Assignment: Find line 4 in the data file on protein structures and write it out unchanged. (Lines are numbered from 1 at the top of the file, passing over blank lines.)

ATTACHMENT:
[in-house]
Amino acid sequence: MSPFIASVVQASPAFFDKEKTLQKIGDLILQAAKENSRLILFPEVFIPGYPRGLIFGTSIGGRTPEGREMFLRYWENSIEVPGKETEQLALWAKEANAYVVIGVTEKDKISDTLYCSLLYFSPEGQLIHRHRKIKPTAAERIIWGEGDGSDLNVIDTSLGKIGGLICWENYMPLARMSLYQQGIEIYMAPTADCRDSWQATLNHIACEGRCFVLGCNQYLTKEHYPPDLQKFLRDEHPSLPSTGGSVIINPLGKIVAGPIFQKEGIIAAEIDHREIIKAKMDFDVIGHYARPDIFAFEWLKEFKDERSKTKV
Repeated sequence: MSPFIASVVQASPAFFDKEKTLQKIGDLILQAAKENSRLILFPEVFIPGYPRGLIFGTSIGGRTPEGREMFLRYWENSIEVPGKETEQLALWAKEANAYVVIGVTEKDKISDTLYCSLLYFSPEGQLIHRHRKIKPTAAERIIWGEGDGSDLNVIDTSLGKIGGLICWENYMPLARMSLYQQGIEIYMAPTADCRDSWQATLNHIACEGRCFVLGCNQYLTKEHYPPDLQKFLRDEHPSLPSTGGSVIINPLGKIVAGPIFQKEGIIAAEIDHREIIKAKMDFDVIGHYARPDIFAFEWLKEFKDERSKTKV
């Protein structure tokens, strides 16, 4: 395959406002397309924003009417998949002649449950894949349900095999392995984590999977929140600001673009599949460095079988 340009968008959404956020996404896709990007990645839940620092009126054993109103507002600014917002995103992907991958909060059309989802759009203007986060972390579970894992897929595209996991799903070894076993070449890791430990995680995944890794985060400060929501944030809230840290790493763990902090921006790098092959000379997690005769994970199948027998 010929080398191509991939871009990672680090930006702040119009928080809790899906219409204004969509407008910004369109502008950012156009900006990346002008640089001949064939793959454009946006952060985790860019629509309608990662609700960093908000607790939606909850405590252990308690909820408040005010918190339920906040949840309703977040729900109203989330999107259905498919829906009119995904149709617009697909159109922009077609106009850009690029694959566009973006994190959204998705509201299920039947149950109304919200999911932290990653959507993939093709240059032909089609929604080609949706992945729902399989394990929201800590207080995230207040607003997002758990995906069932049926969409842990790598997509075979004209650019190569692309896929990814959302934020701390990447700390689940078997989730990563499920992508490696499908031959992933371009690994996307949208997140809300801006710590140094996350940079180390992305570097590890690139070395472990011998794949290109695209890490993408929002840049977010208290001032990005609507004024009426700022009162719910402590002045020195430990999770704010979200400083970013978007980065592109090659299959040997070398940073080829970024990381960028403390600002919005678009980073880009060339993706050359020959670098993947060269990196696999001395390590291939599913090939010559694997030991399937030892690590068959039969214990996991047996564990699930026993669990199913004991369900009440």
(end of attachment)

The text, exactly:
């Protein structure tokens, strides 16, 4: 395959406002397309924003009417998949002649449950894949349900095999392995984590999977929140600001673009599949460095079988 340009968008959404956020996404896709990007990645839940620092009126054993109103507002600014917002995103992907991958909060059309989802759009203007986060972390579970894992897929595209996991799903070894076993070449890791430990995680995944890794985060400060929501944030809230840290790493763990902090921006790098092959000379997690005769994970199948027998 010929080398191509991939871009990672680090930006702040119009928080809790899906219409204004969509407008910004369109502008950012156009900006990346002008640089001949064939793959454009946006952060985790860019629509309608990662609700960093908000607790939606909850405590252990308690909820408040005010918190339920906040949840309703977040729900109203989330999107259905498919829906009119995904149709617009697909159109922009077609106009850009690029694959566009973006994190959204998705509201299920039947149950109304919200999911932290990653959507993939093709240059032909089609929604080609949706992945729902399989394990929201800590207080995230207040607003997002758990995906069932049926969409842990790598997509075979004209650019190569692309896929990814959302934020701390990447700390689940078997989730990563499920992508490696499908031959992933371009690994996307949208997140809300801006710590140094996350940079180390992305570097590890690139070395472990011998794949290109695209890490993408929002840049977010208290001032990005609507004024009426700022009162719910402590002045020195430990999770704010979200400083970013978007980065592109090659299959040997070398940073080829970024990381960028403390600002919005678009980073880009060339993706050359020959670098993947060269990196696999001395390590291939599913090939010559694997030991399937030892690590068959039969214990996991047996564990699930026993669990199913004991369900009440």